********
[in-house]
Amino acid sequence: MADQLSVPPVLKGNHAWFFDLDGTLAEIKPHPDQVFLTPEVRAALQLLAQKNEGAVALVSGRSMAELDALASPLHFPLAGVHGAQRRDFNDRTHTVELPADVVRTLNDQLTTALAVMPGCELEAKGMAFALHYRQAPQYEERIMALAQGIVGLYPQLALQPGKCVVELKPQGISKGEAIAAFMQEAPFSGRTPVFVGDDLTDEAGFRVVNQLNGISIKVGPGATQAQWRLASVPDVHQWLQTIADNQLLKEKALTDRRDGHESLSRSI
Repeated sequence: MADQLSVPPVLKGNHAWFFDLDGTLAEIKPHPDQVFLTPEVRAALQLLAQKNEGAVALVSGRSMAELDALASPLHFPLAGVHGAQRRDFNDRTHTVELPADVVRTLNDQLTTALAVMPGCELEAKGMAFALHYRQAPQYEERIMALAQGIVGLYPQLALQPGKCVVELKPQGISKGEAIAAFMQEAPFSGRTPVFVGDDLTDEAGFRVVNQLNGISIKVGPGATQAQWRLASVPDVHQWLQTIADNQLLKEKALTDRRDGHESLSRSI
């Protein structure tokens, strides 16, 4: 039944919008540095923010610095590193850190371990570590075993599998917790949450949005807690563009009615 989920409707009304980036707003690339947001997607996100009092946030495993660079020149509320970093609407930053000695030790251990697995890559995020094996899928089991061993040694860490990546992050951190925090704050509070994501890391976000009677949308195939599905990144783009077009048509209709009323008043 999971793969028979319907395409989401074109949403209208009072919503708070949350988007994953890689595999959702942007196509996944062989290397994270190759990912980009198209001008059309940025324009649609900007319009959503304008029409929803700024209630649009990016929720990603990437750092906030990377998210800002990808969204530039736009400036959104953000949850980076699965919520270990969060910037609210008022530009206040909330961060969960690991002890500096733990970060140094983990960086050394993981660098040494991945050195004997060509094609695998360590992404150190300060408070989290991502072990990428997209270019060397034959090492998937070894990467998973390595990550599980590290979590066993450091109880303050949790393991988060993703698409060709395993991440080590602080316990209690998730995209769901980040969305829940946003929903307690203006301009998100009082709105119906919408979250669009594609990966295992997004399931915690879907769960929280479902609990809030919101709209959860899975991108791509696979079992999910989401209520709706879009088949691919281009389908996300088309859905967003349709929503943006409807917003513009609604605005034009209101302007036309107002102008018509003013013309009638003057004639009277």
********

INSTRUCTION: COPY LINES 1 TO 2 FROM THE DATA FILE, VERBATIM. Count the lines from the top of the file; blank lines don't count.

[in-house]
Amino acid sequence: MADQLSVPPVLKGNHAWFFDLDGTLAEIKPHPDQVFLTPEVRAALQLLAQKNEGAVALVSGRSMAELDALASPLHFPLAGVHGAQRRDFNDRTHTVELPADVVRTLNDQLTTALAVMPGCELEAKGMAFALHYRQAPQYEERIMALAQGIVGLYPQLALQPGKCVVELKPQGISKGEAIAAFMQEAPFSGRTPVFVGDDLTDEAGFRVVNQLNGISIKVGPGATQAQWRLASVPDVHQWLQTIADNQLLKEKALTDRRDGHESLSRSI